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Dear Leonie B

The advice from Paul Reynolds explains how to form a binding contract. Obviously you would want to make sure that your T&C’s covered what he identified in his post.

In response to your other questions –

1. Are there any compulsory sections which must be included in a website’s terms & conditions?
There are no compulsory sections which must be included in T&C’s as such. The only term that is probably absolutely necessary is a Governing Law Clause. An example of such a clause would be:

Governing law
All disputes regarding this Agreement shall be governed by the laws of the New South Wales. The parties agree that the Courts of New South Wales shall have jurisdiction over any legal disputes arising from this Agreement.

You need to include this in your T&C’s so you know where you have to go to court if you have a dispute.

There are also some things which you are not permitted to exclude in your T&C’s – for example statutory warranties under the Trade Practices Act 1974 (eg right to a refund for a faulty good) cannot be excluded in T&C’s. There are significant penalties for excluding statutory warranties from T&C’s.

2. If you DIY, must it be “signed off” by a solicitor or lawyer? Will it still be viewed as a binding contract if it was not signed off by a legal professional?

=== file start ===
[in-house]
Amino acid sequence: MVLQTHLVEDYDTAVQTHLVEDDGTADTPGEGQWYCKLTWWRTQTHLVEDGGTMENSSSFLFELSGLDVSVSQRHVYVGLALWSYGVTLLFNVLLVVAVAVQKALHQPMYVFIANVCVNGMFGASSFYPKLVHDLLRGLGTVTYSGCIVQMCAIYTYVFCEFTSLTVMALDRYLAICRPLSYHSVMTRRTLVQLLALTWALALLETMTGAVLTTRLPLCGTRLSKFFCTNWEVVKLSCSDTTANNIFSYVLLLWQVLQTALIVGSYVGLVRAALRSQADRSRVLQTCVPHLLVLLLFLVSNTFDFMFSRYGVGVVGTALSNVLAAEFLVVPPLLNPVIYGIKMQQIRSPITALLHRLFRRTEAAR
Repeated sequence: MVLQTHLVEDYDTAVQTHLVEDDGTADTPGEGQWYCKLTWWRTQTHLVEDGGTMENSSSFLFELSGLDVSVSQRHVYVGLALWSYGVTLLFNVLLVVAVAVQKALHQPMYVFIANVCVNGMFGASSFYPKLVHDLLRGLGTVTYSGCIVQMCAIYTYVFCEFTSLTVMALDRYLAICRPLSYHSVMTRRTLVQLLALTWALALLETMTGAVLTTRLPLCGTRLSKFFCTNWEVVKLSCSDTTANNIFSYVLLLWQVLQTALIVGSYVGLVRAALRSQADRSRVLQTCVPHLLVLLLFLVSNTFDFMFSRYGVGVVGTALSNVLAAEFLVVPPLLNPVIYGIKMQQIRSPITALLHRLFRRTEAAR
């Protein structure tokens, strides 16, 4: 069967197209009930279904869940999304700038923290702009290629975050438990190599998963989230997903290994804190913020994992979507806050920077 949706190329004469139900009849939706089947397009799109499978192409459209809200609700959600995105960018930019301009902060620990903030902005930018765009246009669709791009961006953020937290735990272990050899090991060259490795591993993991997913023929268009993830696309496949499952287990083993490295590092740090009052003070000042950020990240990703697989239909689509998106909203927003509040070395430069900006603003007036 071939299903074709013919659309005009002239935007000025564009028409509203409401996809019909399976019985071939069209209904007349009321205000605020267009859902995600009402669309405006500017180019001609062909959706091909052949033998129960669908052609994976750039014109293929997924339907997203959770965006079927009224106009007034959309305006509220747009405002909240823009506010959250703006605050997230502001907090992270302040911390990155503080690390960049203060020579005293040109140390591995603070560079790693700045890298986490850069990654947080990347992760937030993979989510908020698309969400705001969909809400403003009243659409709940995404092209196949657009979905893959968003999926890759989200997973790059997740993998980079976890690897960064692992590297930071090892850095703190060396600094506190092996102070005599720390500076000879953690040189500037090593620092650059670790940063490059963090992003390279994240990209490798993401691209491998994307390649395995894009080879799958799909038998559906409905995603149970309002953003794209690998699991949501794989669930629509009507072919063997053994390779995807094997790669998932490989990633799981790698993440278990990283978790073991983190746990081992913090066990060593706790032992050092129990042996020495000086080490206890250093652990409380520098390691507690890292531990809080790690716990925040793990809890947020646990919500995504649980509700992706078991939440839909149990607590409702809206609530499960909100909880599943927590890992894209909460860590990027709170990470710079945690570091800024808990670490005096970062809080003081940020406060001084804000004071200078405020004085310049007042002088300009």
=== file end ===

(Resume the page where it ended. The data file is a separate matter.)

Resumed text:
You don’t have to have your T&C’s signed off by a lawyer. The contract will be binding as long as you have the essential elements of a contract – offer, acceptance, and consideration.

3. If you have a list of prohibited or restricted items which you do not want sellers to list on the website, would this typically form part of the terms & conditions, or should that be separate?
I am not too sure what you mean by this question. If you don’t want a seller to list something on your site, it would go into the T&C’s but you should also draw it to the attention of the seller in other ways. A good idea would be to look at the way ebay advise their sellers about prohibited goods.

4. What are the big Do’s and Don’ts for website’s terms & conditions?
I think the main “Do” with T&C’s is to first look at the T&C’s of your major “reputable” competitor. That company’s T&C’s should provide you with a good guide to what you should have include in your own T&C’s.
The main “Don’t” is to writing your T&C’s in legalese but rather in plain English. You want the T&C’s to be clear and be easily understood, particularly if you may have to enforce some of its terms in the future. Often traders use complicated language and include unnecessary terms in their T&C’s – for example have a look at this Force majeure clause –

Force majeure.
Neither party shall be responsible to the other for delay or failure in performance of any of the obligations imposed by this agreement, provided that such failure shall be occasioned by fire, flood, explosion, lightning, windstorm, earthquake, subsidence of soil, failure of machinery or equipment or supply of materials, discontinuity in the supply of power, or governmental interference, civil commotion, riot, war, strikes, labor disturbances, transportation difficulties, labor shortage, natural genetic variations of any living matter or by any cause of like or unlike nature beyond the reasonable control and without the fault or negligence of such party.

WHAT?

I hope the above helps.

Michael Terceiro
Solo Lawyer
http://www.terceiro.com.au